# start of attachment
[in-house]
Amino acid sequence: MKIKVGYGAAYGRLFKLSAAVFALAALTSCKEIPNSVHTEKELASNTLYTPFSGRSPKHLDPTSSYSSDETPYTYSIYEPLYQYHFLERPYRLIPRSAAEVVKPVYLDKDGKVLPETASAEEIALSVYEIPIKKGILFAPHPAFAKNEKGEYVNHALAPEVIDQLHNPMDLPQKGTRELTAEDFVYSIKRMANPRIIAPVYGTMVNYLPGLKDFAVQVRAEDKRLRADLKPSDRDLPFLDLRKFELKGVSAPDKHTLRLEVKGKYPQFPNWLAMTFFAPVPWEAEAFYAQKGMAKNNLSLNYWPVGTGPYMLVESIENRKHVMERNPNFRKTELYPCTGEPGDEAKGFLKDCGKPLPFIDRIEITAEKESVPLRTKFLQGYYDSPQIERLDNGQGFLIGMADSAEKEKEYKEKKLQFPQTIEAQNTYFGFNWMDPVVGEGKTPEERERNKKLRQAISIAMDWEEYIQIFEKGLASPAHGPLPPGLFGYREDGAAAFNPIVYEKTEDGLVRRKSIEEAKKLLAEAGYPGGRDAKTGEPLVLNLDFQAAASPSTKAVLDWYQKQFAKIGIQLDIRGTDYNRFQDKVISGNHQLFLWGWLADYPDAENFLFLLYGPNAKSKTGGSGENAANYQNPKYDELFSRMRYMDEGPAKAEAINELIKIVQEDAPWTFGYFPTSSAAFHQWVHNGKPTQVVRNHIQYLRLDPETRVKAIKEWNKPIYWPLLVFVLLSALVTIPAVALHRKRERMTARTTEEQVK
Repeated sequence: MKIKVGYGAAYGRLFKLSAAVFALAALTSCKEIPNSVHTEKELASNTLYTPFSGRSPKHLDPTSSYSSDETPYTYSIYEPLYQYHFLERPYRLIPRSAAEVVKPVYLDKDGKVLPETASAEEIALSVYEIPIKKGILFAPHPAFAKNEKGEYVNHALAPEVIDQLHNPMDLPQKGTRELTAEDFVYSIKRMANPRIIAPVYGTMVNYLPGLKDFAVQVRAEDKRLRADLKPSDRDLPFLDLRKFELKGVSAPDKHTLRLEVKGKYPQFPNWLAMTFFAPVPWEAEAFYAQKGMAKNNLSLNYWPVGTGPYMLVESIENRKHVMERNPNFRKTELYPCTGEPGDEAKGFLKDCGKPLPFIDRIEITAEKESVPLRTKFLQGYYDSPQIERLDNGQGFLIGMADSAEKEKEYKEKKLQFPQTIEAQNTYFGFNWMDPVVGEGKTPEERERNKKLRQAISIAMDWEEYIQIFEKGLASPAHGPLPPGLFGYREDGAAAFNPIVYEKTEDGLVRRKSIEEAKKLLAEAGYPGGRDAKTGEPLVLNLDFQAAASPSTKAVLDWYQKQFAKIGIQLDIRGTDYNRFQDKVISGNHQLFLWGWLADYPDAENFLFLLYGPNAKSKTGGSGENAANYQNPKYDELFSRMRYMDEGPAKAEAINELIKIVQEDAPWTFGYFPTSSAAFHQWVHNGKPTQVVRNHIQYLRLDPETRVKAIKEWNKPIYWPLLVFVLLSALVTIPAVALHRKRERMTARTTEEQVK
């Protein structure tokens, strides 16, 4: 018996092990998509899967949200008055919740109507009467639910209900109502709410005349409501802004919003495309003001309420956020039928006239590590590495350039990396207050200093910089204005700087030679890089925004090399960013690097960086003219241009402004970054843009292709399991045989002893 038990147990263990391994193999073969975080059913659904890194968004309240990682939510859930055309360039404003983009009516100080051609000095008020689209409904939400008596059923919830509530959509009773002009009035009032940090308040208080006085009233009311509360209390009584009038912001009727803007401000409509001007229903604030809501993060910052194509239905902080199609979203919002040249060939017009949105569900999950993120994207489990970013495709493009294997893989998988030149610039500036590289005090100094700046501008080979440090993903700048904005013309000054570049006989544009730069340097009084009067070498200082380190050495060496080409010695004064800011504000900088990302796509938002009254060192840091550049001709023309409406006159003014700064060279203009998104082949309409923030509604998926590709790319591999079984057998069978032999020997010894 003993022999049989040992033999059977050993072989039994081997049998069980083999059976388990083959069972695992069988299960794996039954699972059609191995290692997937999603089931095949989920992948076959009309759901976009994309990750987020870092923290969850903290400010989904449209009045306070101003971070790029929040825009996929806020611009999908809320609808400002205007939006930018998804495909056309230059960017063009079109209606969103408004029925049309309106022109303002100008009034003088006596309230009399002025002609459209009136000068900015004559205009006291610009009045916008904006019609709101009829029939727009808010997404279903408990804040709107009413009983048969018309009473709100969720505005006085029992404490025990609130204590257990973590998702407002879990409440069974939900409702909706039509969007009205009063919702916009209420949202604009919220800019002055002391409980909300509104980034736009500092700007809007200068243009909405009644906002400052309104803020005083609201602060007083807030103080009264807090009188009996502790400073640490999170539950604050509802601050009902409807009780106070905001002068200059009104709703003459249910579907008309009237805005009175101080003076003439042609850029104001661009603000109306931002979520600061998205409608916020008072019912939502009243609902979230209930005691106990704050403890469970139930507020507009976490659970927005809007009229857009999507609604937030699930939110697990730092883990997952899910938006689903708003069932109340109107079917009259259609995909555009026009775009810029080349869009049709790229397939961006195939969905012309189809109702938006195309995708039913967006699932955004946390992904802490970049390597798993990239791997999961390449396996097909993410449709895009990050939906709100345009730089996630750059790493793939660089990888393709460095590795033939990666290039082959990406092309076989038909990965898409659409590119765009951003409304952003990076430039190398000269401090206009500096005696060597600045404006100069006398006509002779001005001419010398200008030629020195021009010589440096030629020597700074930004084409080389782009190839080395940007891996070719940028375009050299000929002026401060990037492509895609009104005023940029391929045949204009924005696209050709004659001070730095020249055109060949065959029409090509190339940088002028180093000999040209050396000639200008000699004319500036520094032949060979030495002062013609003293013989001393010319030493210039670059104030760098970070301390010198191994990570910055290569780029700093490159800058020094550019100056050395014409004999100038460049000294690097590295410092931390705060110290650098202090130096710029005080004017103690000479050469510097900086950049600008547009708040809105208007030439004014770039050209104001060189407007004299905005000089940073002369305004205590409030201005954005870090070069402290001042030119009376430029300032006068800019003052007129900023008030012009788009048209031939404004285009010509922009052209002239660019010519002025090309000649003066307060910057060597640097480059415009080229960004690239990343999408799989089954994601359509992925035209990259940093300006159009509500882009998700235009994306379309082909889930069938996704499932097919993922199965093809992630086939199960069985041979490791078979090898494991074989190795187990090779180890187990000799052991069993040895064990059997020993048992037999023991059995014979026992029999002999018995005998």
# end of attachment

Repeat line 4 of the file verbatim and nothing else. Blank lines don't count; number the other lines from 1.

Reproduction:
């Protein structure tokens, strides 16, 4: 018996092990998509899967949200008055919740109507009467639910209900109502709410005349409501802004919003495309003001309420956020039928006239590590590495350039990396207050200093910089204005700087030679890089925004090399960013690097960086003219241009402004970054843009292709399991045989002893 038990147990263990391994193999073969975080059913659904890194968004309240990682939510859930055309360039404003983009009516100080051609000095008020689209409904939400008596059923919830509530959509009773002009009035009032940090308040208080006085009233009311509360209390009584009038912001009727803007401000409509001007229903604030809501993060910052194509239905902080199609979203919002040249060939017009949105569900999950993120994207489990970013495709493009294997893989998988030149610039500036590289005090100094700046501008080979440090993903700048904005013309000054570049006989544009730069340097009084009067070498200082380190050495060496080409010695004064800011504000900088990302796509938002009254060192840091550049001709023309409406006159003014700064060279203009998104082949309409923030509604998926590709790319591999079984057998069978032999020997010894 003993022999049989040992033999059977050993072989039994081997049998069980083999059976388990083959069972695992069988299960794996039954699972059609191995290692997937999603089931095949989920992948076959009309759901976009994309990750987020870092923290969850903290400010989904449209009045306070101003971070790029929040825009996929806020611009999908809320609808400002205007939006930018998804495909056309230059960017063009079109209606969103408004029925049309309106022109303002100008009034003088006596309230009399002025002609459209009136000068900015004559205009006291610009009045916008904006019609709101009829029939727009808010997404279903408990804040709107009413009983048969018309009473709100969720505005006085029992404490025990609130204590257990973590998702407002879990409440069974939900409702909706039509969007009205009063919702916009209420949202604009919220800019002055002391409980909300509104980034736009500092700007809007200068243009909405009644906002400052309104803020005083609201602060007083807030103080009264807090009188009996502790400073640490999170539950604050509802601050009902409807009780106070905001002068200059009104709703003459249910579907008309009237805005009175101080003076003439042609850029104001661009603000109306931002979520600061998205409608916020008072019912939502009243609902979230209930005691106990704050403890469970139930507020507009976490659970927005809007009229857009999507609604937030699930939110697990730092883990997952899910938006689903708003069932109340109107079917009259259609995909555009026009775009810029080349869009049709790229397939961006195939969905012309189809109702938006195309995708039913967006699932955004946390992904802490970049390597798993990239791997999961390449396996097909993410449709895009990050939906709100345009730089996630750059790493793939660089990888393709460095590795033939990666290039082959990406092309076989038909990965898409659409590119765009951003409304952003990076430039190398000269401090206009500096005696060597600045404006100069006398006509002779001005001419010398200008030629020195021009010589440096030629020597700074930004084409080389782009190839080395940007891996070719940028375009050299000929002026401060990037492509895609009104005023940029391929045949204009924005696209050709004659001070730095020249055109060949065959029409090509190339940088002028180093000999040209050396000639200008000699004319500036520094032949060979030495002062013609003293013989001393010319030493210039670059104030760098970070301390010198191994990570910055290569780029700093490159800058020094550019100056050395014409004999100038460049000294690097590295410092931390705060110290650098202090130096710029005080004017103690000479050469510097900086950049600008547009708040809105208007030439004014770039050209104001060189407007004299905005000089940073002369305004205590409030201005954005870090070069402290001042030119009376430029300032006068800019003052007129900023008030012009788009048209031939404004285009010509922009052209002239660019010519002025090309000649003066307060910057060597640097480059415009080229960004690239990343999408799989089954994601359509992925035209990259940093300006159009509500882009998700235009994306379309082909889930069938996704499932097919993922199965093809992630086939199960069985041979490791078979090898494991074989190795187990090779180890187990000799052991069993040895064990059997020993048992037999023991059995014979026992029999002999018995005998």